Mississippi On Track To Become No. 1 State For New Coronavirus Cases Per Capita : Coronavirus Live Updates "We need to do something different," says Dr. LouAnn Woodward, who leads the University of Mississippi Medical Center. She says the state needs a mask mandate, but knows many people won't comply.
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Mississippi On Track To Become No. 1 State For New Coronavirus Cases Per Capita

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Mississippi On Track To Become No. 1 State For New Coronavirus Cases Per Capita

Mississippi On Track To Become No. 1 State For New Coronavirus Cases Per Capita

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ARI SHAPIRO, HOST:

Mississippi is heading for a title that no state would want. According to researchers at Harvard, it is about to become the No. 1 state for new coronavirus infections per capita. Dr. LouAnn Woodward is the top executive at the University of Mississippi Medical Center, and she joins us now.

Thank you for taking the time today.

LOUANN WOODWARD: Absolutely. I'm glad to speak with you this evening.

SHAPIRO: Well, first just tell us what things look like from where you sit right now.

WOODWARD: We have sadly held a couple of titles that nobody would really want to have. As a state, we have very often held that No. 1 title, whether it's rates of diabetes, hypertension, heart disease, obesity, et cetera. Of course, the challenges specific to this pandemic are new and different, but they are layered on top of our existing challenges. So most of the major-sized hospitals in the state have had challenges with capacity, particularly ICU capacity, in these last few weeks.

SHAPIRO: Well, you say hospitals are already challenged with capacity. And the numbers are going up. They're not flat or going down. So what does that mean as you look to the next few weeks?

WOODWARD: So we have not yet, we believe, hit our peak, nor have we certainly started on the downhill trend. So we anticipate and expect that these next few weeks will continue to be very challenging and, in fact, will bring a couple of new challenges for us as we try to get back into the routine of starting school. But we do anticipate that we will see more increase in our numbers of positive cases, which then, of course, a few weeks later, we have increased number of hospitalizations and a couple of weeks after that, increased numbers of deaths.

SHAPIRO: Paint a picture for us. When you say this is challenging for hospitals and it's going to get worse, what does that actually look like in the ICU?

WOODWARD: So our ICUs are full. I mean, that is the bottom line. We have been full for several weeks. When other hospitals around the state call us for help, we're unable to take their patients. We've had to assist a number of times in having patients transferred actually out of state. The patients with COVID are staying typically longer than many of our critical care patients. So they are tying up beds for a longer period of time. As the time goes on, what we're really seeing is a fatigue that our own particularly critical care teams but also emergency department teams and our COVID units are experiencing. And part of that challenge is we don't know the endpoint.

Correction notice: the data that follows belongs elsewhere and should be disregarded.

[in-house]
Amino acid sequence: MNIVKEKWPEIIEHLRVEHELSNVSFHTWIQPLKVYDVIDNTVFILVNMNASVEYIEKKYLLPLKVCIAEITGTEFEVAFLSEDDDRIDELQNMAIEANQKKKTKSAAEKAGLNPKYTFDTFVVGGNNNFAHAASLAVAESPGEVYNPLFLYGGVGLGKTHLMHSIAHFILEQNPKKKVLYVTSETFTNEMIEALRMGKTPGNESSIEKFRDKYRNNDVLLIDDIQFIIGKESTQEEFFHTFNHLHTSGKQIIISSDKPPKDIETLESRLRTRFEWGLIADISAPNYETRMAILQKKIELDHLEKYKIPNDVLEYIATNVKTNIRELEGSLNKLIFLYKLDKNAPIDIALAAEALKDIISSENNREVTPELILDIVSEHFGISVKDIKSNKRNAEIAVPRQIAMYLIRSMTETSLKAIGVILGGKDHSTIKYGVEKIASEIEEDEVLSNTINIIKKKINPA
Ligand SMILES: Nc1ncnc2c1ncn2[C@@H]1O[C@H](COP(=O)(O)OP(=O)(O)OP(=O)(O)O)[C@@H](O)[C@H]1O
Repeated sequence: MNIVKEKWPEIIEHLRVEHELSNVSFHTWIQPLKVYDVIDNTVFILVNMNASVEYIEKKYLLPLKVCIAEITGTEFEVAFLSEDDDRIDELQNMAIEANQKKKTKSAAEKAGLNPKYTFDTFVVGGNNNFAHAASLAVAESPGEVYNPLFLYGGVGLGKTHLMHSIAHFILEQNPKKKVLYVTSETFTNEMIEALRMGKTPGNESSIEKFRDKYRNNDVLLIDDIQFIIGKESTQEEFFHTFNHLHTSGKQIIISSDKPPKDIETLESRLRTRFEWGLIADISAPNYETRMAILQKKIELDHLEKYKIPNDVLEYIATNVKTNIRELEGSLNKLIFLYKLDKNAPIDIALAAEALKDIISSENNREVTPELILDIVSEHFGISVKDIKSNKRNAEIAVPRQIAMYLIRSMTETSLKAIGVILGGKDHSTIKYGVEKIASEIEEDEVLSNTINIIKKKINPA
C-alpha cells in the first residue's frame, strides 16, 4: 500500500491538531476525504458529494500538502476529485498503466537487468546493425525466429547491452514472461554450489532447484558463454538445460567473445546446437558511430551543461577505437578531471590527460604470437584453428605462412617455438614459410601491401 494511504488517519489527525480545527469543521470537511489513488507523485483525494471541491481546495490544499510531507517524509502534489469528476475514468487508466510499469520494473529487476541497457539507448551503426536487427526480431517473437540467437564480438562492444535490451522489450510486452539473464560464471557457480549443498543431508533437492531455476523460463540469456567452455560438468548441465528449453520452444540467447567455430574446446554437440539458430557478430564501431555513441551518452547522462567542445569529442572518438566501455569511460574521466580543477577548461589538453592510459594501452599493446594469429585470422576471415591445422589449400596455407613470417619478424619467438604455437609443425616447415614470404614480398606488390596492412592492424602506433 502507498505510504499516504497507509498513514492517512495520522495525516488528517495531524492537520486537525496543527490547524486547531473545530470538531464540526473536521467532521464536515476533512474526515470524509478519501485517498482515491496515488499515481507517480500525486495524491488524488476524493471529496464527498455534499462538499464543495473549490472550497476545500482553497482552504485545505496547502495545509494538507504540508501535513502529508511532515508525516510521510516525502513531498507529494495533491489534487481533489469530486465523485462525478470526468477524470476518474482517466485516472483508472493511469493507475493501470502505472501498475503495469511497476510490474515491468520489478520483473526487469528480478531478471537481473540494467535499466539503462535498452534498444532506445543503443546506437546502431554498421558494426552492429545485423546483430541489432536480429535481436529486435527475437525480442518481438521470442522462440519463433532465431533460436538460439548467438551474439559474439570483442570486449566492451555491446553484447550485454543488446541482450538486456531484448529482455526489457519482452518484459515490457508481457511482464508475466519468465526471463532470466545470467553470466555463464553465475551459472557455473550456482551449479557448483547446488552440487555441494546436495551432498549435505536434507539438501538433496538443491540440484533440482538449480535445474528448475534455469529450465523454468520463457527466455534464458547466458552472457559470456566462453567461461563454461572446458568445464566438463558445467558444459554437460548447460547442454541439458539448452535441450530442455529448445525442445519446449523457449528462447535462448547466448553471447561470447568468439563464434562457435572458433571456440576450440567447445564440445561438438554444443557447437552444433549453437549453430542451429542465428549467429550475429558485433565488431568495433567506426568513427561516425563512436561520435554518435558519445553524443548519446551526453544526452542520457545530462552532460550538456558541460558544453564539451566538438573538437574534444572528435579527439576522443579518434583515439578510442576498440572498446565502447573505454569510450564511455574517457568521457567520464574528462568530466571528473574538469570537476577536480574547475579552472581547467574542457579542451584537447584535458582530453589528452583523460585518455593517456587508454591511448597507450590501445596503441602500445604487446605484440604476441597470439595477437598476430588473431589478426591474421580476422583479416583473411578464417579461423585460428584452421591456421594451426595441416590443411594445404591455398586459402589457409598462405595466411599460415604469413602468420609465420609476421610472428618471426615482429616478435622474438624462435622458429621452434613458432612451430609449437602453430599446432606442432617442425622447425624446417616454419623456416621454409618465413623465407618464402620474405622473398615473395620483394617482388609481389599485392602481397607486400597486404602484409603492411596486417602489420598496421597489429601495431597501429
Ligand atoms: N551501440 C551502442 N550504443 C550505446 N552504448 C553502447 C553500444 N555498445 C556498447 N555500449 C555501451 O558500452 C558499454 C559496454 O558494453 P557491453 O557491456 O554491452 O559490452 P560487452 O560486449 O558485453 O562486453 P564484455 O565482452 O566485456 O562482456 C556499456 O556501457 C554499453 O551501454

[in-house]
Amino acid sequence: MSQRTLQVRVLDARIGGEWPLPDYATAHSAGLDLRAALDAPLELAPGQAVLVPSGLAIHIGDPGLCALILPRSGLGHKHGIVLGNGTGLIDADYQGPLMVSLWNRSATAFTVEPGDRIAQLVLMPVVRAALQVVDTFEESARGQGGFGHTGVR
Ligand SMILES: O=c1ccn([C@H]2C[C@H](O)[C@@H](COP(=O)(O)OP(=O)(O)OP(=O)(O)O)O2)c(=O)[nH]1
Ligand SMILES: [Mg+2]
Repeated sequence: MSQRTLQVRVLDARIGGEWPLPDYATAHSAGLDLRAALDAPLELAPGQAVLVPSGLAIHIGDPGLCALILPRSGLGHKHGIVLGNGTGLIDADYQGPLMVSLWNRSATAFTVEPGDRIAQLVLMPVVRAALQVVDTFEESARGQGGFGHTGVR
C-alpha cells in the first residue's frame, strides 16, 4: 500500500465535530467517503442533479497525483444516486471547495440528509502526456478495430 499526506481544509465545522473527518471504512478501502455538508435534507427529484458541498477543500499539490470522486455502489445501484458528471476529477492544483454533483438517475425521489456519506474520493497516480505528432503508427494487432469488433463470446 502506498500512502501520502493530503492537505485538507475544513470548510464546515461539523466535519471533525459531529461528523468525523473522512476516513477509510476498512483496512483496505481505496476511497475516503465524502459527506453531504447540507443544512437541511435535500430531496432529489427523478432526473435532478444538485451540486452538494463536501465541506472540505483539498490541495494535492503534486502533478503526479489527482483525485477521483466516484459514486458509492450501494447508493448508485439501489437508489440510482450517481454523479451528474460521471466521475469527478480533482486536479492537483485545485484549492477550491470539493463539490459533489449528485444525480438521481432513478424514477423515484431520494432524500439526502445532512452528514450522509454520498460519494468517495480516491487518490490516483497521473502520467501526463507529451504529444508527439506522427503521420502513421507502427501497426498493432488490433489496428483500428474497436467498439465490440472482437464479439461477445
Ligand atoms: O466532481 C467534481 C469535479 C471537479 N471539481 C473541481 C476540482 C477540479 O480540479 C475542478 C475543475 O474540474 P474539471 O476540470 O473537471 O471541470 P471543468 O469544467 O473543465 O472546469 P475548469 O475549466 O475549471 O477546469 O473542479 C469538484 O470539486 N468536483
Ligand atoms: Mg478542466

SHAPIRO: You're saying people are already overextended, they are stretched to the brink, and they are going to have to keep stretching farther and extend themselves even more.

WOODWARD: That's right. We know this is not forever. You know, we know that there is a term limit on our acute dealings with this virus and this pandemic. But it is unknown at this point. And so that adds to the fatigue and to the concern that I have for our staff.

SHAPIRO: Do you feel like state officials are your partners in this? There is no statewide mask requirement. Restaurants and bars are open. I mean, does it feel like politicians in the state are listening to you when you say how dire the situation is?

WOODWARD: It is very difficult because the governor is practically on a daily basis adding new counties to the mask mandate as we have an increase of cases in particular counties. And I wish that he would proceed to a statewide mask mandate. But there are a lot of citizens in the state of Mississippi that would not support that, so our state officials are in a pickle, honestly, because they are in a bind between what the medical profession is telling them and what they know would be the opinion of a lot of the people in the state of Mississippi.

Speaking from a medical standpoint, if you look at the data, what we have been doing has not changed the trajectory of our number of hospitalizations, the number of new cases, et cetera. We need to do something different.

SHAPIRO: That's Dr. LouAnn Woodward, one of the leaders at the University of Mississippi Medical Center. She is also an emergency medicine physician.

Dr. Woodward, thank you for talking with us, and good luck with your response.

WOODWARD: It's a pleasure. Thank you.

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